When the winds blew mightily over the past weekend, many area residents were surprised that no storm warning sirens sounded in Palo Alto County. Among those questioning the lack of a warning was the Palo Alto County Board of Supervisors, who quizzed county Emergency Management Director Mark Hunefeld on the situation during their weekly meeting on July 20.
The issue arose late Saturday night, July 17, when a line of severe thunderstorms rolled through the area, packing high winds, hail and rain at various locations in the county. At one point, tornado warnings were issued for the storm, after radar plots indicated areas of rotation in the county.
However, the county’s system of warning sirens were not activated for the event, which drew numerous calls to authorities after the fact, and prompted the supervisors to ask the same question – “Why weren’t the sirens sounded?”
“The sirens weren’t sounded because there is no written, black and white procedure for siren activation in severe weather,” Hunefeld explained to the supervisors. “Part of the reason for that is that the National Weather Service has changed their definitions of what is a watch and what is a warning.”
Hunefeld explained that on Saturday night, the operator on duty at the county Communications Center received a message from the National Weather Service at 11:42 p.m. advising of a tornado warning for the county. “In talking with the dispatcher, she told me that her procedure called for her to be told to sound the sirens when a warning is issued.”
“Who can give that kind of order?” asked Board Chair Jerry Hofstad.
“Any competent authority, a peace officer, firefighter or trained spotters,” were some of the authorized persons, according to Hunefeld.
“From now on, if the Communications Center receives a tornado warning from the National Weather Service, or from any competent authority, such as a deputy on patrol or a trained storm spotter, the sirens will be sounded,” Hunefeld stated.
“There seems to be some confusion whether we are covered by the weather bureau from Sioux Falls or Des Moines, because they always talk about east of Highway Four or west of Highway Four,” noted Supervisor Ron Graettinger.
“Palo Alto County is actually the responsibility of the Des Moines Weather Service Office,” Hunefeld noted. “But when I’m looking a radar and watching a storm, I’m looking at Sioux Falls’ radar, Des Moines’ radar and I might even look at the Omaha radar, but where we’re at, we’re on the edges of all their radar sweeps. That’s why I rely a lot on what KICD in Spencer says, and I’ll call Mark Bruggom (the station meteorologist) to find out for sure.”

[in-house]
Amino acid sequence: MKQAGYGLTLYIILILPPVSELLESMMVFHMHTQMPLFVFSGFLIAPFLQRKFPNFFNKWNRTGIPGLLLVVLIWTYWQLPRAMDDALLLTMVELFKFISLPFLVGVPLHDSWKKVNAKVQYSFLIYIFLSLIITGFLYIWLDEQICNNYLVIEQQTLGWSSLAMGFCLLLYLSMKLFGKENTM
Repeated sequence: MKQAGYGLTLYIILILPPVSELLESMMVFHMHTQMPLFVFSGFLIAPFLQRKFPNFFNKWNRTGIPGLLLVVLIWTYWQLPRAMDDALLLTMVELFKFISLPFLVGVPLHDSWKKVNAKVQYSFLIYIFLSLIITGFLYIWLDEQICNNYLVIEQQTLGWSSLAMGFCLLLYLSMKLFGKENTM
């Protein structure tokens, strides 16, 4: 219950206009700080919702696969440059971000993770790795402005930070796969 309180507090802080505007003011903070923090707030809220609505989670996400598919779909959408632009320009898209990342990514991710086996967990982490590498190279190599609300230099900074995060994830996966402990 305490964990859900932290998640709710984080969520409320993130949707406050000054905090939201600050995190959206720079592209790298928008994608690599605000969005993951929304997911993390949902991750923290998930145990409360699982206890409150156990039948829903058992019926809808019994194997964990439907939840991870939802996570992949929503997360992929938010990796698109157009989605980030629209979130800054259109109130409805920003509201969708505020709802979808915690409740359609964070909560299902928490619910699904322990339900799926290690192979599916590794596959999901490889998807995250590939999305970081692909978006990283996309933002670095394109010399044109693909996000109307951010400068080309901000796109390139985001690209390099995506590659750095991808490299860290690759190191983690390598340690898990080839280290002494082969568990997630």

A question was asked about deploying storm spotters to aid in tracking storms.
“After dark, there really is no protocol to call out spotters,” Hunefeld said. “I have no authority to ask them to go out, but I’m going to be visiting with all of the fire departments in the county to see if we can’t better work this out.”
As it now stands, Curlew has no storm warning siren system, while the communities of Ruthven and West Bend do have sirens, but they are not tied into the county Communications Center for storm activation. They have to be sounded in their respective communities.
Storm sirens are located at Lost Island Lake and in Graettinger, along with Cylinder, Rodman, Mallard, Ayrshire and Emmetsburg, which can be sounded through the Communications Center. However, in times of a power outage, just four sirens have a battery backup power supply- those at Lost Island Lake, Graettinger, and sirens in Emmetsburg at Sewell Park and on North Superior Street.
“We’re going to keep working to refine this,” Hunefeld assured the supervisors. “If we receive a warning from the National Weather Service, whether a tornado is sited or not, we’re going to sound the sirens. But, it will all eventually come down to judgment calls that people are going to have to make.”
According to Hunefeld, education is still of paramount importance in getting the public to understand the dangers and risks involved in severe weather situations.
“Some people say they never hear an all-clear,” Hunefeld said. “There is no all-clear signal. If the power goes out, people need to have a battery-operated radio to listen for announcements.”
As a point of interest, Hunefeld told the supervisors that Palo Alto County has actually been in a tornado warning 13 times since April. “We’ll take action as best we can,” Hunefeld said. “If we get information that says we could sound our sirens, then we should.”